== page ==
Field & Stream Online Editors
Field & Stream Online Editors

No one’s keeping tabs, but it’s almost certain that since its introduction in the 1950s, the Texas-rigged plastic worm has taken millions of bass from cover. Still, fishermen are born tinkerers, and over the years inventive anglers have refined and tweaked the standard Texas rig to get the most out of its performance under a variety of conditions. You can, too. Here are two suggestions:

Tex-pose the hook: If you’re having trouble hooking fish, try switching to a ribbed worm or grub and passing the hook all the way through the lure so the point is slightly exposed between the ribs. This keeps the rig fairly weedless while facilitating hookups.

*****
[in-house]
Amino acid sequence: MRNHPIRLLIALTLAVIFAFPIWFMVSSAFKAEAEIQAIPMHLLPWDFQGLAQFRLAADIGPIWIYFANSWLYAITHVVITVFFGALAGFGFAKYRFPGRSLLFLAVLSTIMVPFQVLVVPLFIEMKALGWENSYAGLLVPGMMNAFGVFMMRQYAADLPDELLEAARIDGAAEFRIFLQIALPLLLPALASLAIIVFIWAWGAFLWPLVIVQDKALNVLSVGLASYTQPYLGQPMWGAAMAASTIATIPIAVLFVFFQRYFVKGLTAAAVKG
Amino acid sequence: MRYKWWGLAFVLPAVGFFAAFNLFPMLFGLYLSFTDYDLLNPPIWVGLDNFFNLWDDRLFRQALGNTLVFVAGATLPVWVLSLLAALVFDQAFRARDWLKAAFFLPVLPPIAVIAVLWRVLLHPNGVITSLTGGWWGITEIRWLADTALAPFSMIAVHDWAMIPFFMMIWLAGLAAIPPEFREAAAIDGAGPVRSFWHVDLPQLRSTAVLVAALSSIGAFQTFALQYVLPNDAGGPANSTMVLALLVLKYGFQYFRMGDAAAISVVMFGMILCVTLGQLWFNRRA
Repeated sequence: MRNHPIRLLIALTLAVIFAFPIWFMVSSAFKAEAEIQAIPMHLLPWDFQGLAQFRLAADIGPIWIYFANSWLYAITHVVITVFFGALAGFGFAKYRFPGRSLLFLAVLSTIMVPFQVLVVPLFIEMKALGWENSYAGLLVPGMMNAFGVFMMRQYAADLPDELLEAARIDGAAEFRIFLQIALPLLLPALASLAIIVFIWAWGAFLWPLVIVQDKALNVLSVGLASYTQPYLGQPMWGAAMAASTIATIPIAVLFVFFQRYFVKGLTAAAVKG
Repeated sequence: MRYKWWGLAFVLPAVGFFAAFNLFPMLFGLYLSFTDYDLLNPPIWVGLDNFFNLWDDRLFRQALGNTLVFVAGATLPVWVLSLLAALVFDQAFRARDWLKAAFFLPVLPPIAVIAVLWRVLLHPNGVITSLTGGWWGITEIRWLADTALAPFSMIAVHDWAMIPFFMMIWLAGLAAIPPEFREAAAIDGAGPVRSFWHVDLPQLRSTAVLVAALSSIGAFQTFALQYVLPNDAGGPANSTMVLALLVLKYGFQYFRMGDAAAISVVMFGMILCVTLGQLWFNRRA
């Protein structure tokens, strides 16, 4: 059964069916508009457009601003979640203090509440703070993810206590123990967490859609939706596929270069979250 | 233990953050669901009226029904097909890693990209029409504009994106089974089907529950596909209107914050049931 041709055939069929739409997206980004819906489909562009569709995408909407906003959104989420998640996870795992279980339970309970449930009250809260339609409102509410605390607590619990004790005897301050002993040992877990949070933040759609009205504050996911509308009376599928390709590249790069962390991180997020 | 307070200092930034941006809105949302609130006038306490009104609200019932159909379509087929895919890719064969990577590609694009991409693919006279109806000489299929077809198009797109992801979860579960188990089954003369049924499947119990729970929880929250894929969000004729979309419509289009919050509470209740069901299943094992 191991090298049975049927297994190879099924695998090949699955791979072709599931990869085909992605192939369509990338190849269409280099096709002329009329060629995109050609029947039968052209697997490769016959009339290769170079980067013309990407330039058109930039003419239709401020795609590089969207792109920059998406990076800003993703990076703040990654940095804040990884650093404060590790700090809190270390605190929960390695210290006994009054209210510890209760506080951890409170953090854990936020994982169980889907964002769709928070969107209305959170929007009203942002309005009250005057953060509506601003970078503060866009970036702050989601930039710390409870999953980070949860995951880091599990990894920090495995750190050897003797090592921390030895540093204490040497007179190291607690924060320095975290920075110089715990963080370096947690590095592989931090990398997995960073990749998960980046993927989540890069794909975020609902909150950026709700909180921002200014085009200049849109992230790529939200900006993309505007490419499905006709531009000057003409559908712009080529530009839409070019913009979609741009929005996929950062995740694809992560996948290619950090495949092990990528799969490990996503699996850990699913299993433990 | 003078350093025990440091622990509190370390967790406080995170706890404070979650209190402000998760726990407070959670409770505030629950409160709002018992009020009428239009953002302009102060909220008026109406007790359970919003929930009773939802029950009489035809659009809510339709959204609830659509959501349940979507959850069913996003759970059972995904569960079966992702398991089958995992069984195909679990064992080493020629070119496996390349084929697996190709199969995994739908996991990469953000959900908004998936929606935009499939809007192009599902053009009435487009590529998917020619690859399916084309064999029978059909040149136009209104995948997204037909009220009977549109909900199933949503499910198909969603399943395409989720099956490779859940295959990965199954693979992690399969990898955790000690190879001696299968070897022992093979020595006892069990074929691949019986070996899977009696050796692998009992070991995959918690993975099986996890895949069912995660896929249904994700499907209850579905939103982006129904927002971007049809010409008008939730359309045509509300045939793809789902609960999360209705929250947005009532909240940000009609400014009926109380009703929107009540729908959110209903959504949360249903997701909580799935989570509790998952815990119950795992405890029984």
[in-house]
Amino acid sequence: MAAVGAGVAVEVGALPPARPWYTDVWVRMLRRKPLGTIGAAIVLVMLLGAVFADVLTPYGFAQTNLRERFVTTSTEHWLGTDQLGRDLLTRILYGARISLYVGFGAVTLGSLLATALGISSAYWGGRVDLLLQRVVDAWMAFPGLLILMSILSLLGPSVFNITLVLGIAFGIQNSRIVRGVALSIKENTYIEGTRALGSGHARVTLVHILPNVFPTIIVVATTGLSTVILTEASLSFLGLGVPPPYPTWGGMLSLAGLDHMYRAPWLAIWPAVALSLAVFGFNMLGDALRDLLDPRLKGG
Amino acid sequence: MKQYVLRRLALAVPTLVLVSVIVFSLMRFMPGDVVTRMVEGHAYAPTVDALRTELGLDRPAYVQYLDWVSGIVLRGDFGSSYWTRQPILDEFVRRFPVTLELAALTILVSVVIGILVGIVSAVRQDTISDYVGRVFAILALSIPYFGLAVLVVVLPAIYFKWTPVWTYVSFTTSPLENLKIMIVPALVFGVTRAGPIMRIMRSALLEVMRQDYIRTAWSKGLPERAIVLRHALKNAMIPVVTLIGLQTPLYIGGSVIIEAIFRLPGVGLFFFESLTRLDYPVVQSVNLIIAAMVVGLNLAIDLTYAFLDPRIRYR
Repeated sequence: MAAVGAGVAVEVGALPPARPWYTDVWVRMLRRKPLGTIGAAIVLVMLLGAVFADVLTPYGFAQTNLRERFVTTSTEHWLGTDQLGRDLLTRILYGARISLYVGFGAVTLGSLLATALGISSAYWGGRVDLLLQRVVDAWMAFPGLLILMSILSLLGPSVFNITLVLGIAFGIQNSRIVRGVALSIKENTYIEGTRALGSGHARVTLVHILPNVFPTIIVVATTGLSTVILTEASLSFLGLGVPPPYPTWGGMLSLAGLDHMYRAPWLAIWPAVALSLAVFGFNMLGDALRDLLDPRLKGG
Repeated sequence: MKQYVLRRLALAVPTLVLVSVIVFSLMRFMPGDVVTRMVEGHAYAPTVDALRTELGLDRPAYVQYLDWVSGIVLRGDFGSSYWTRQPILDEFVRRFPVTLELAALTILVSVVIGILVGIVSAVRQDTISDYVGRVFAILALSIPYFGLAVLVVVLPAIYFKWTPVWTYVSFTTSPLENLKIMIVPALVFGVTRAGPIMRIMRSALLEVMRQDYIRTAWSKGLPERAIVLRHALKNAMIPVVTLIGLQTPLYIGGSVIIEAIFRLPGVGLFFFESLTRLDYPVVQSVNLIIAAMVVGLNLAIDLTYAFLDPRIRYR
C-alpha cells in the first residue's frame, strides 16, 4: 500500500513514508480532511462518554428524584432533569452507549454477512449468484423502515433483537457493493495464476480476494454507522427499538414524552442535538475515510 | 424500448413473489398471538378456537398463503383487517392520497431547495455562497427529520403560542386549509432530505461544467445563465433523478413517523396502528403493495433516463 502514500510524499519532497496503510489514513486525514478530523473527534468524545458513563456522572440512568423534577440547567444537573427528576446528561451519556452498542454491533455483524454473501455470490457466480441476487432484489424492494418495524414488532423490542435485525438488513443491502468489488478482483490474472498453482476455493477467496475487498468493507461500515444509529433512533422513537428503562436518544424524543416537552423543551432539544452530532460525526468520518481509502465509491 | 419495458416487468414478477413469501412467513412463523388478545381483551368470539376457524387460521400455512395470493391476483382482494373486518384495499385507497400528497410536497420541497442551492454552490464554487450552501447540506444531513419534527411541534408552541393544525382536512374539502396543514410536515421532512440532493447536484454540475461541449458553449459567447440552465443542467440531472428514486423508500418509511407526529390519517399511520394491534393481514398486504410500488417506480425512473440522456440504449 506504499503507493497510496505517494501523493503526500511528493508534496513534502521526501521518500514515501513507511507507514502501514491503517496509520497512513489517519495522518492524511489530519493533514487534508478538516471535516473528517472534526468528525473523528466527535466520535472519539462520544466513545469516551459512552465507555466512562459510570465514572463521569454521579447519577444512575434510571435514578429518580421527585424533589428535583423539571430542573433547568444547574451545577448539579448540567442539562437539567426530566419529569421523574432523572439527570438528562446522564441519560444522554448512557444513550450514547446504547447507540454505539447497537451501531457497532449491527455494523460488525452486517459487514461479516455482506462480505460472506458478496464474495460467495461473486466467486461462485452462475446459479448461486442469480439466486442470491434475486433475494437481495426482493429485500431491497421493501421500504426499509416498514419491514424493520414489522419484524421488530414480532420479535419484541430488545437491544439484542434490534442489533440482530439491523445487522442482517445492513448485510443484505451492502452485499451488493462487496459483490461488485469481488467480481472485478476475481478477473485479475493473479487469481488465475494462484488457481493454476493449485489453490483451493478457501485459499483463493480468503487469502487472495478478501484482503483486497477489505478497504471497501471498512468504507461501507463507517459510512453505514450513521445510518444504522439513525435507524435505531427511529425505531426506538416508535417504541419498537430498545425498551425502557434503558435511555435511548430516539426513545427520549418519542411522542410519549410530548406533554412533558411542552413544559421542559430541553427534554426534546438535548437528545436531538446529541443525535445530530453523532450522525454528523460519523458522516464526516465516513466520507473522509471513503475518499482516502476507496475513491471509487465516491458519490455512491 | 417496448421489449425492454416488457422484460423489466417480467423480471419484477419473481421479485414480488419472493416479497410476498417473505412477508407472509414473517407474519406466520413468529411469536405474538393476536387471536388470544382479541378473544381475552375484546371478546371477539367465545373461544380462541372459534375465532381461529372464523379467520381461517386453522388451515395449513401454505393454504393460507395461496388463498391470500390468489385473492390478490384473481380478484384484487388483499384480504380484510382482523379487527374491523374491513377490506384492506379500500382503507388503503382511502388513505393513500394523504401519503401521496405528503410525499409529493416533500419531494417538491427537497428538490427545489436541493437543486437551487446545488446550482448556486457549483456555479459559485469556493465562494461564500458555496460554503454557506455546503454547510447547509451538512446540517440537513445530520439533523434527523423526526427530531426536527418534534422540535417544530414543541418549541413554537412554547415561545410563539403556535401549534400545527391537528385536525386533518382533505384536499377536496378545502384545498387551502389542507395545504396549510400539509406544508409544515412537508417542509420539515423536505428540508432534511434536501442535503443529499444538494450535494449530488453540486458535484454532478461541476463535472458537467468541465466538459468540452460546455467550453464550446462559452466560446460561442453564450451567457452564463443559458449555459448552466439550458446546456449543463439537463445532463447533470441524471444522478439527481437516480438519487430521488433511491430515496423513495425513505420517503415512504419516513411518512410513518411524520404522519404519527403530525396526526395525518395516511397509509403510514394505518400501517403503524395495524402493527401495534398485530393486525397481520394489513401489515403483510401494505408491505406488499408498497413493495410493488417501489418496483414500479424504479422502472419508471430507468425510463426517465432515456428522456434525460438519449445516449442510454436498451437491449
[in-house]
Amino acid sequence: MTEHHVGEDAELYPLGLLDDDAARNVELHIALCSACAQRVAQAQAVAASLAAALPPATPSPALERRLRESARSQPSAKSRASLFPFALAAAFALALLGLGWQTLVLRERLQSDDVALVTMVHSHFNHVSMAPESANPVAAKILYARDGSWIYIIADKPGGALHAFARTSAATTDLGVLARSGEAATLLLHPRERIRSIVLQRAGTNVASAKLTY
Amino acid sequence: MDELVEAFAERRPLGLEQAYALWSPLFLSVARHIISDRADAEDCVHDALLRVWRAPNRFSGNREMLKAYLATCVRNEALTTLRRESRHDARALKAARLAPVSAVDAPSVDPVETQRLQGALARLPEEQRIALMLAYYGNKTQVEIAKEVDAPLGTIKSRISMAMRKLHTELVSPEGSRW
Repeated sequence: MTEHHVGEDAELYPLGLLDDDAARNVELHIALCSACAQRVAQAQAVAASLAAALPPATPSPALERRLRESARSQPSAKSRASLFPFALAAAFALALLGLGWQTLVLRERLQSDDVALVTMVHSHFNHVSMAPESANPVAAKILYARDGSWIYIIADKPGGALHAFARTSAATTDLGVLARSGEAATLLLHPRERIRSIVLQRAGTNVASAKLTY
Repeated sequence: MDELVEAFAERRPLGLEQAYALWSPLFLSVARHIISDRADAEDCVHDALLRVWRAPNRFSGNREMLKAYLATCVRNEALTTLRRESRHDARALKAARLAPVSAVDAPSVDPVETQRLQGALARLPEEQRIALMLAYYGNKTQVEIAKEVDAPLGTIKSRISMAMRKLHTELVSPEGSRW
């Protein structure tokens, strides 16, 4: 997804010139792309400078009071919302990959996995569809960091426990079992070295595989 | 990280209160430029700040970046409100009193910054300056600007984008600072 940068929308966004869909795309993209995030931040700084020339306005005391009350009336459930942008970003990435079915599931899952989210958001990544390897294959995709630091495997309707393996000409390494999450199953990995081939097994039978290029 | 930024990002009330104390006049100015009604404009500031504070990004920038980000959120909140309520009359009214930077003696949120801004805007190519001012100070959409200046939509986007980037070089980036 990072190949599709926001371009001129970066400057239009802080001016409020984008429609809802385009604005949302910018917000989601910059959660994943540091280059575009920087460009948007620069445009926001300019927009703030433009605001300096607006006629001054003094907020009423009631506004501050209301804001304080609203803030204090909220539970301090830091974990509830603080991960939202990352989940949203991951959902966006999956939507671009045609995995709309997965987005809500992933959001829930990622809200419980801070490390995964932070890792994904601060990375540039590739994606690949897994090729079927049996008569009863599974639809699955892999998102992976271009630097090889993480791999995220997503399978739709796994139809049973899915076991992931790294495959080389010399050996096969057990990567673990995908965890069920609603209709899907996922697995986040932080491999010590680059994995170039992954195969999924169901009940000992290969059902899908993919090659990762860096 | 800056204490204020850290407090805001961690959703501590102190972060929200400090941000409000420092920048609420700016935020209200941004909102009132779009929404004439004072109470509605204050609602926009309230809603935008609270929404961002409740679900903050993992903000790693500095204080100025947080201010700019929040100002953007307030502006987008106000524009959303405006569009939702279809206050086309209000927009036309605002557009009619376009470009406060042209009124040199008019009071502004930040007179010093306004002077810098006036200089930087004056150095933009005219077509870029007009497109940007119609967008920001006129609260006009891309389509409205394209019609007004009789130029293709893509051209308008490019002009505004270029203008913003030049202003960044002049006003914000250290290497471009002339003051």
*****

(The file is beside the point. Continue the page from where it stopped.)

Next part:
Use Brass and Glass: When doodling-jigging a small Texas-rigged worm by shaking the rod tip-switch to a brass bullet weight and add a glass bead between the weight and the worm. The extra clatter attracts more bass. Experiment with different beads and sinkers to get different sounds.